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10 March 1809
The labouring-class diarist William Rowbottom noted how working girls in Oldham near Manchester were besotted with soldiers.
20 October 1827
The naval forces of England, France and Russia combined to destroy the Turkish-Egyptian fleet at Navarino.
24 May 1799
Pizarro by Richard Brinsley Sheridan opened at Drury Lane . An adaptation of Kotzebue 's melodrama about Peru, Pizarro voiced the anti-French feelings (fore-runners of anti-Napoleonic feelings) disturbing the English people at this time.
22 September 1862
Abraham Lincoln set forth the Emancipation Proclamation, declaring that all slaves held in the states which were now rebel territory of the USA would be free as of 1 January 1863.
April-May 1754
Women of Bristol were specifically canvassed in print at election time.
1956
Ann Landers (Esther Phillips), born in Iowa, living in Chicago, began publishing her newspaper advice column, later syndicated around the USA and beyond.
1918
The University College of Leicester was founded; it became the University of Leicester in 1957.
21 October 1803
Irish patriot Thomas Russell was hanged by the British authorities at Downpatrick prison.
28 September 1593
Christopher Marlowe 's poemHero and Leander was posthumously entered in the Stationers' Register .
July 1963
The world's first nuclear test ban treaty was signed in Moscow.
21 October 1940
US novelist Ernest Hemingway published his Spanish Civil War novel, For Whom the Bell Tolls, his biggest success since A Farewell to Arms in 1929.
1956
The first Clean Air Act introduced levels of acceptable pollution for industry and set limits to domestic burning of wood or untreated coal in urban areas.
1879
Inspired by Ellice Hopkins ' work, Mary Steer founded the Bridge of Hope Mission in the infamous Ratcliff Highway district of London.
August 1884
The Democratic Federation (founded three years earlier by Henry Mayers Hyndman and Helen Taylor ) changed its name to the Social Democratic Federation.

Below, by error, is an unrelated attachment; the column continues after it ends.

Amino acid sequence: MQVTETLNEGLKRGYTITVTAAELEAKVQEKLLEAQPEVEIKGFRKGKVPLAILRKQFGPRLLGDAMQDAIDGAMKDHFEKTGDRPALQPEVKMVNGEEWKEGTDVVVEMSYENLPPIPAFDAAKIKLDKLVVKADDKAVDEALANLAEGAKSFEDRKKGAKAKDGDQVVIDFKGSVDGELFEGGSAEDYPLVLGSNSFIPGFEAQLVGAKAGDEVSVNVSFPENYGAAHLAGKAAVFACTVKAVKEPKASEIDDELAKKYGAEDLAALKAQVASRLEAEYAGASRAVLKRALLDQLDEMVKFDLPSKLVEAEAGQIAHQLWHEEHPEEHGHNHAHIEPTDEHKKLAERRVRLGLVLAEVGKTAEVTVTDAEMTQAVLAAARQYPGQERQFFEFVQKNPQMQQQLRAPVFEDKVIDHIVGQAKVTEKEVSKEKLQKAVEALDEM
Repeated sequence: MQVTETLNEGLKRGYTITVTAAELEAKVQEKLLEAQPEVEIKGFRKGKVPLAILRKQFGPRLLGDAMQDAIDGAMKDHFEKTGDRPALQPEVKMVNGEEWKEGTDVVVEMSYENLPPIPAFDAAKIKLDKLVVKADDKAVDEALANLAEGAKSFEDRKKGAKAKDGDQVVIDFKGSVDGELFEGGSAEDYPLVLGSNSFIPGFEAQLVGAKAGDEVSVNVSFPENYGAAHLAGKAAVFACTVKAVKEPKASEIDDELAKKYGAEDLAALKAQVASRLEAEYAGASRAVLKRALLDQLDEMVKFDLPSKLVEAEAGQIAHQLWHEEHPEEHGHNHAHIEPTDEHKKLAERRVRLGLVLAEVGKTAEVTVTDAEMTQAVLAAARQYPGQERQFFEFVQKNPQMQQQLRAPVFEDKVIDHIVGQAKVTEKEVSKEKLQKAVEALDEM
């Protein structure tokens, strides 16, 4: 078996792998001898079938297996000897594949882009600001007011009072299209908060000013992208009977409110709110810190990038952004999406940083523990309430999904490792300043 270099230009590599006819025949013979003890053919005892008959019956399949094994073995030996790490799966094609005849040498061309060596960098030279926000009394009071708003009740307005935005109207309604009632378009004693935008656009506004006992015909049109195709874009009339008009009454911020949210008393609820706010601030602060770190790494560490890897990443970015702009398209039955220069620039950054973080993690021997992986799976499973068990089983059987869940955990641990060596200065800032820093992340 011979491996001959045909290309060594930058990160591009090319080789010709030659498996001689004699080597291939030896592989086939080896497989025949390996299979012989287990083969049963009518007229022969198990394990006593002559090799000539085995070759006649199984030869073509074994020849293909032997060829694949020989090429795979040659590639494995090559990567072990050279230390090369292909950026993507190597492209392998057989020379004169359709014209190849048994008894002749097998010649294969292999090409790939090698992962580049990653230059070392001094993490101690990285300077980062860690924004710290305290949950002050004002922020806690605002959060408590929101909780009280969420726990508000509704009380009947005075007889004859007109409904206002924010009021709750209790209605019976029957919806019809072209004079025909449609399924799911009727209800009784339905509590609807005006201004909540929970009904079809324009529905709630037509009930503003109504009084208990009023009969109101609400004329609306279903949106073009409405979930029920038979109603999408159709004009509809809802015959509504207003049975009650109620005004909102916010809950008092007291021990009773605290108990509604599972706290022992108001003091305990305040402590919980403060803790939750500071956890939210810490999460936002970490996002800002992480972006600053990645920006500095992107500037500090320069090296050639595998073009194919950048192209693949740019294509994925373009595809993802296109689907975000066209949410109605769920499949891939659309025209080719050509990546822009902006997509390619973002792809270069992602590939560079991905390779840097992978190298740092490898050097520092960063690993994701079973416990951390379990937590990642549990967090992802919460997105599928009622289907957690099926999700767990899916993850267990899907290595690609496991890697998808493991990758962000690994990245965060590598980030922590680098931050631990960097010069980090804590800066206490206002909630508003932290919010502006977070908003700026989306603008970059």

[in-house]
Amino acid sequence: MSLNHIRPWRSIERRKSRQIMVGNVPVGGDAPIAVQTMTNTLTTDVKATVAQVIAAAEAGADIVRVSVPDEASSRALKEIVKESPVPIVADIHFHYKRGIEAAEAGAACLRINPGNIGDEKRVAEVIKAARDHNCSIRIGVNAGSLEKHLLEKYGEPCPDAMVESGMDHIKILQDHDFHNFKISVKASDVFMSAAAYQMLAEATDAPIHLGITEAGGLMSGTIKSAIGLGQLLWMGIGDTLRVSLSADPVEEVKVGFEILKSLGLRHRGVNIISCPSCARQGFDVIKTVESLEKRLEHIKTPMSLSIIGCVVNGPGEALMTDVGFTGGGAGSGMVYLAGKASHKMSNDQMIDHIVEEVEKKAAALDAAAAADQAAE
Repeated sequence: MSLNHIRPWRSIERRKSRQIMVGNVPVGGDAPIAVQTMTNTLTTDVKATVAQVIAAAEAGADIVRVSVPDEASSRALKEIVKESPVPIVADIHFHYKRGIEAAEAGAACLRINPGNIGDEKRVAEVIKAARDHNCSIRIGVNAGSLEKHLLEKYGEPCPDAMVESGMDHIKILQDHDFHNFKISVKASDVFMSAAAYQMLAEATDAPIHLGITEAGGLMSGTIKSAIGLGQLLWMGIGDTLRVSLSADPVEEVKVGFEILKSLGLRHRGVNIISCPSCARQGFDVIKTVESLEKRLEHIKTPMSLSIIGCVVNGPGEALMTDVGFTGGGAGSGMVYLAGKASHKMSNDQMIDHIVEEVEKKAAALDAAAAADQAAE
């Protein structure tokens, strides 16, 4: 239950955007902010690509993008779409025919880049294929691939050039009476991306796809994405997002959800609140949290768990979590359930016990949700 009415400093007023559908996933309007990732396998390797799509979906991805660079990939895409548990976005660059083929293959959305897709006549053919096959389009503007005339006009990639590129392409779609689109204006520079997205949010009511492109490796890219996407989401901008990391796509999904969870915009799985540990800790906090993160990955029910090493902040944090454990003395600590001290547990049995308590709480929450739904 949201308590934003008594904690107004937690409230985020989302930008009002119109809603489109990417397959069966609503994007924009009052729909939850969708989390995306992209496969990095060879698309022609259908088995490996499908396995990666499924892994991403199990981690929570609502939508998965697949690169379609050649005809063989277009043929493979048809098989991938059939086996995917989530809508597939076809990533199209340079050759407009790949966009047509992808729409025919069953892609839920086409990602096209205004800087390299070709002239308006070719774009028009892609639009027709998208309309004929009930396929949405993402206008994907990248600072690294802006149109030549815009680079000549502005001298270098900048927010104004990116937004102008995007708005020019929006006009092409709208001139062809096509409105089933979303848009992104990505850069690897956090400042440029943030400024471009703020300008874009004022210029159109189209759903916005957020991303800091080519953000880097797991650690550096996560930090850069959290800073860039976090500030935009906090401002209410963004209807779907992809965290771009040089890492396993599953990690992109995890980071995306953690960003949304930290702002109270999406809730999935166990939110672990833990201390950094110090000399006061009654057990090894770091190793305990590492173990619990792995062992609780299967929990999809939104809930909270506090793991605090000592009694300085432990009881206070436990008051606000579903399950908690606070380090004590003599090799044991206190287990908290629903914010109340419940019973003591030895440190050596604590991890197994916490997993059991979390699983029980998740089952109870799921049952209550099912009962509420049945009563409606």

1911
Margaret Louisa Woods published a collection of travel writings titled Pastels Under the Southern Cross.
1977
A Women's History/Oral History conference was held at Colchester.
16 March 1905
The Nursing Times began weekly publication in London from the Royal College of Nurses .
July-October 1859
Charles Reade 's historical sensation novelThe Cloister and the Hearth was serialised as A Good Fight in Once A Week.
27 November 1655
Samuel Hartlib told John Evelyn of a new copying invention: a special ink which enabled extra copies to be damp-pressed off papers written in it.
19 May 1761
A new parliament was called for this date, following elections, as was obligatory on the accession of a new monarch .
1834
Architect Augustus Pugin converted to Roman Catholicism; he designed many of the newly-built Catholic churches in the Gothic style.
July and August 1898
The short-lived Female Compositors Society was established in Scotland.
8 February 1836
The London and Greenwich Railway , London's first railway, opened; it initially ran only to Deptford.
1770
The Cymdeithas y Gwyneddigion or Venedotian Society was founded in London as a literary and social club, whose meetings had the goal of fostering Welsh literature and reviving the tradition of the eisteddfod or contest...
By 6 November 1852
William Makepeace Thackeray published his historical novel, set at the time of the Jacobite uprising, The History of Henry Esmond, Esq., A Colonel in the Service of Her Majesty Queen Anne.
December 1960
A criminal trial began which resulted in conviction on three charges of a Soho man who published The Ladies Directory, a periodical in which prostitutes could advertise their services.
1738
Having failed to overcome the Jamaican Maroons or communities of escaped slaves, Britain recognised their political existence in a treaty.
1947
The Transport Act created the British Transport Commission .
8 September 1871
Richard Leach Maddox , an English physician, described in the British Journal of Photography his invention (using gelatin in place of collodion) of a successful dry plate process.